Dec 30, 2010

Small Business Marketing Insights for 2011

Small Business Trends ran a great article about a survey conducted by GrowBiz Media that was conducted to see what small business' attitude toward marketing is in 2011.
Here are some of the most interesting insights:
  • Only about 1/3 of respondents currently use social media which is consistent with other surveys I've read. That means that 2 out of 3 businesses don't use what is arguably the hottest marketing tool out there. Talk about a competitive advantage.
  • Yet only 13 percent of respondents planned on increasing their social media marketing budgets next year. Beyond their websites, which garnered an increase of 17%, the other big increases are going to more traditional marketing including direct mail (15 percent), email marketing (15 percent) and print ads (10 percent).
  • What's surprising is how 86 percent of respondents said that word-of-mouth is important to their businesses. Really? If that's the case, then they truly don't understand that social media is the new word of mouth! One Tweet on Twitter could be viewed by tens of thousands of people. Get a fraction of those viewers to make the jump to your Facebook Fan Page or website and that's significant exposure that traditional marketing simply can't touch.
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I have to admit that I fully believe in the results of the survey as I encounter similar issues with small businesses all the time.
They're leery of social media and continually revert back to what they're comfortable with. And that includes yellow pages, direct mail, print ads, etc.
I'm all for using marketing vehicles that work including traditional marketing vehicles. But the issue is that most small businesses don't measure the effectiveness of those vehicles.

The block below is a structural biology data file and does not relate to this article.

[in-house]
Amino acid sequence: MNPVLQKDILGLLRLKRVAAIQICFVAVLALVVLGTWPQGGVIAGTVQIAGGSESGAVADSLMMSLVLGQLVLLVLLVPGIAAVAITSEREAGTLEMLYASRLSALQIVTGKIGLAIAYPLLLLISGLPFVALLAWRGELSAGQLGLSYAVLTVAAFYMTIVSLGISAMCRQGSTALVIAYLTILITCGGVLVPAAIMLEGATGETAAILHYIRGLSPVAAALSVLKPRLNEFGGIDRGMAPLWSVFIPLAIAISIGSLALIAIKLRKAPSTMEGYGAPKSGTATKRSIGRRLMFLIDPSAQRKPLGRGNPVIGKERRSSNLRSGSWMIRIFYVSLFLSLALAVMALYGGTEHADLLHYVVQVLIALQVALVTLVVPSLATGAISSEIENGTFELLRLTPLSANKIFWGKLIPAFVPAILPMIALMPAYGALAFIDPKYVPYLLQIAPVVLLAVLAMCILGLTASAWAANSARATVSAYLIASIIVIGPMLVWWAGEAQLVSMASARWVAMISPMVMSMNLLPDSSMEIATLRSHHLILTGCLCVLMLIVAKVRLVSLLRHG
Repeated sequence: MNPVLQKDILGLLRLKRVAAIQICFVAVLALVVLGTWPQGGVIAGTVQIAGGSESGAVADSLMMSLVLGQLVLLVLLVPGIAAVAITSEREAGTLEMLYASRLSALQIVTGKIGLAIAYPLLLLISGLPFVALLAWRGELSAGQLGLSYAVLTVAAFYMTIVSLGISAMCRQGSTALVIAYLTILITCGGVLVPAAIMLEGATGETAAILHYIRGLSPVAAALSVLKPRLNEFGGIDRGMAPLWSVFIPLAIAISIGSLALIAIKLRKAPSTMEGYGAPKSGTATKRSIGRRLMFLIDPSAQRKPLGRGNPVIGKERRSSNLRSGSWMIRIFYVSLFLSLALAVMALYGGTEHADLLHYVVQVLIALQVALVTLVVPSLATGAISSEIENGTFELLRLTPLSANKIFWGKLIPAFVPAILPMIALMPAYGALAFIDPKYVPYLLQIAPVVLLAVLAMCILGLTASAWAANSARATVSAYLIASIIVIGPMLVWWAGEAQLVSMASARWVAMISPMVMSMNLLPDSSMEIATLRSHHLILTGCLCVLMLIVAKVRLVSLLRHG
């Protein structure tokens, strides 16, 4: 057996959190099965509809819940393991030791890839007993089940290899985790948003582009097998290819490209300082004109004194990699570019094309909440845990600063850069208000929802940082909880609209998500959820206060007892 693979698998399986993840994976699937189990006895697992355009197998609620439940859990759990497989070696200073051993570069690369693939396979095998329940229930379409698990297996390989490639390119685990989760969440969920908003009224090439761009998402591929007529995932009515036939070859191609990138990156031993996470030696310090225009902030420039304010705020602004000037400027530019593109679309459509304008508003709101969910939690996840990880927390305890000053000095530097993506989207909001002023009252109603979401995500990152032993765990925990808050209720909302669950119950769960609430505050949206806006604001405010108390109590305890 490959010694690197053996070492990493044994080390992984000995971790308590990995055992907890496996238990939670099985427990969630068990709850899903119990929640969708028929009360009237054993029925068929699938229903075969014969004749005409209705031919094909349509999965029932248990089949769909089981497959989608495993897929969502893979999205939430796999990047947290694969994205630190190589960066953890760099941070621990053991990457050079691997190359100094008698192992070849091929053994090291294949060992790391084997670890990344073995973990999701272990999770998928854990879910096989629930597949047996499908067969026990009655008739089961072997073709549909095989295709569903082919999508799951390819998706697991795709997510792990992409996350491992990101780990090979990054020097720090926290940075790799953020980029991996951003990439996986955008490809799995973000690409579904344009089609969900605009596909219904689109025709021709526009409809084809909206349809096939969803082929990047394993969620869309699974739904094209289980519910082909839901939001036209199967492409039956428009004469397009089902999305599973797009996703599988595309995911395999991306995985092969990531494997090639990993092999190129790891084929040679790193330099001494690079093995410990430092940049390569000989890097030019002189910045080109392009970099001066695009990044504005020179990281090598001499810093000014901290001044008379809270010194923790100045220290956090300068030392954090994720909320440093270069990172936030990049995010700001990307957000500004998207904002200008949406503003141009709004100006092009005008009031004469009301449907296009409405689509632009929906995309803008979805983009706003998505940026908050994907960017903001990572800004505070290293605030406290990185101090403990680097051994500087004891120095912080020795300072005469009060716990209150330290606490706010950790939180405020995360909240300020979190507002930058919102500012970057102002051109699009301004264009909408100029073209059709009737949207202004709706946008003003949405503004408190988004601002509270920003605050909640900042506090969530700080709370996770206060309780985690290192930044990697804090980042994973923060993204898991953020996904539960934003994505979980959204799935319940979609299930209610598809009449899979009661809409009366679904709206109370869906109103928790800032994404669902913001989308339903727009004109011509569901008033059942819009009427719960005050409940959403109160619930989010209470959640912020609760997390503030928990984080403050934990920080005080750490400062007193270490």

Here are a couple thoughts on how to make sure you're maximizing your marketing dollars:
Make sure it's measureable so you can count redemptions. Whether it's direct mail, email, or a print ad, always have some type of offer in it or other reason that requires customers to bring in the marketing piece to get the deal. That way, you can see the quantity of redemptions you're getting in order to determine whether it's driving traffic to your store. But don't expect much as direct mail typically has less than a 3% response rate.
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Track it. Counting how many postcards were brought in is just the first step. You also need to track sales. Many POS systems can do this for you simply by entering a specific code attached to the offer. If your system can't do that, simply log it on a spreadsheet. You'll not only want to log the quantity of postcards that are brought in, but you'll want to log the associated sales as well. This is a critical step that many small businesses miss. Let's say you spent $500 on printing and postage for the direct mail postcard, but only three customers brought in the postcard but they spent a combined $2000, then that was a great use of your marketing dollars.

Social media just costs time. So many small businesses are so overwhelmed by social media that they're afraid to dip their toe in, thinking it's going to overtake their lives. Well, it can if you let it. But it doesn't have to. The key is to make sure you're doing it and doing it consistently. That's it. Post once a day on Facebook. Drop a couple Tweets onto Twitter. If you're not on social media, you're going to get left behind. Remember, there's a whole generation of people that don't use email, that don't read newspapers. Their very existence is tied to social media and their phones. If you're not developing a relationship with them in their media of choice, there's no way you'll get them to visit your store. 

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